The USAID Bureau for Global Health’s flagship Maternal and Child Health Integrated Program (MCHIP) worked in more than 50 developing countries in Africa, Asia, Latin America and the Caribbean to improve the health of women and their families. MCHIP supported programming in maternal, newborn and child health, immunization, family planning, nutrition, malaria and HIV/AIDS, and encouraged opportunities for integration of programs and services when feasible.

Building on program experience and lessons learned (from ACCESS, BASICS, IMMUNIZATIONbasics, POPPHI, ACCESS-FP, and Child Survival Technical Support Plus [CSTS+]), MCHIP addressed the barriers to accessing and using key evidence-based interventions across the life stagesfrom pre-pregnancy to age 5by linking communities, primary health facilities, and hospitals. By helping countries identify and focus on those innovations that will save lives, MCHIP supported delivery of evidence-based interventions through strengthening government health systems, nongovernmental organizations, and other local partners.

MCHIP’s overall strategic approach was guided by five interrelated principles:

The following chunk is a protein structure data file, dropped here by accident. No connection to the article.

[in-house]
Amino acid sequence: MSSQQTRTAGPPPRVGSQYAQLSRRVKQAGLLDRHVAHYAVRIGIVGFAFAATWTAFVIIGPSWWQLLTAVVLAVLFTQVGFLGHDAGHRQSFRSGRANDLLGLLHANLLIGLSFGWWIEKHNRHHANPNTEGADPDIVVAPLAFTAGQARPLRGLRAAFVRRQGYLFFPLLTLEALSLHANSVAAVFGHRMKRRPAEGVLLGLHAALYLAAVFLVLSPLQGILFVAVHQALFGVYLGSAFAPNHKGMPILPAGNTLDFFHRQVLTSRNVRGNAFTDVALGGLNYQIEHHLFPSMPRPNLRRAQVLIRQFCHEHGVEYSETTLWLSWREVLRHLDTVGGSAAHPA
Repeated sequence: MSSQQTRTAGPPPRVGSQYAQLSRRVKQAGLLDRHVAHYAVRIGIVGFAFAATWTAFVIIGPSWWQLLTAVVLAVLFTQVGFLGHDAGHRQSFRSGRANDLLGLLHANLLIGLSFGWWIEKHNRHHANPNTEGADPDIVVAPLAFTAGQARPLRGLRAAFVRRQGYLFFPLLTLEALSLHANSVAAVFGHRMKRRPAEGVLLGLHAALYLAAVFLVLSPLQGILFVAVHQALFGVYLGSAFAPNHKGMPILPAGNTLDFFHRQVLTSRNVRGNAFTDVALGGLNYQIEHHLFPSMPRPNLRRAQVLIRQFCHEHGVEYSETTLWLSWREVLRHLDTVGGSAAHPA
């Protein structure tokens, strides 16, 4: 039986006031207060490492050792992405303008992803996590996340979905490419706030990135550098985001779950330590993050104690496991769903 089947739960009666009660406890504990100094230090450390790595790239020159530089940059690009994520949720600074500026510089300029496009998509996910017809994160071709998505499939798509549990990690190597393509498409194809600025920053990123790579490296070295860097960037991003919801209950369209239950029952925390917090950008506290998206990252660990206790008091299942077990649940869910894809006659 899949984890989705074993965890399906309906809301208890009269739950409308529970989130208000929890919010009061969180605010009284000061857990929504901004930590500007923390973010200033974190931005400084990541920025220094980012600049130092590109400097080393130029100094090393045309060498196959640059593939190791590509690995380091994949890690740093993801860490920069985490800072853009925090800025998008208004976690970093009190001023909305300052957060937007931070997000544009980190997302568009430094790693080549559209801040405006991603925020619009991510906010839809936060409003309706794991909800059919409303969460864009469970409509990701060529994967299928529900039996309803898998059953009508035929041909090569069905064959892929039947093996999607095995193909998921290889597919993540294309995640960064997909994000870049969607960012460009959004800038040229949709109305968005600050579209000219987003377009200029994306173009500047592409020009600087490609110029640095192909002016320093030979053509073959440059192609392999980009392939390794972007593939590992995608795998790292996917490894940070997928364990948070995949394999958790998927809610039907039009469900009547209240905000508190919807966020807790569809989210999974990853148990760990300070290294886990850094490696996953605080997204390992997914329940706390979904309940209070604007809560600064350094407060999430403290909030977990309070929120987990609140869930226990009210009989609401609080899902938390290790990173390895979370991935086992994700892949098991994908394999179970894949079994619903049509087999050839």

• Taking high-level impact interventions to scale
  • Ensuring country ownership
  • Creating change through global and regional influence
  • Improving measurement and use of data at the country and global levels
  • Expanding coverage through integrated approaches

Under this Leader with Associates Award (LWA), USAID Missions and Regional Bureaus could access the project through traditional field support and MAARD mechanisms to the Leader award, or through stand-alone Associate Awards. In addition to the MNCH priority countries, MCHIP could work in any country with Mission or regional Bureau funds.

[1]See “Working Toward the Goal of Reducing Maternal and Child Mortality: USAID Programming and Response to FY08 Appropriations”, July 2008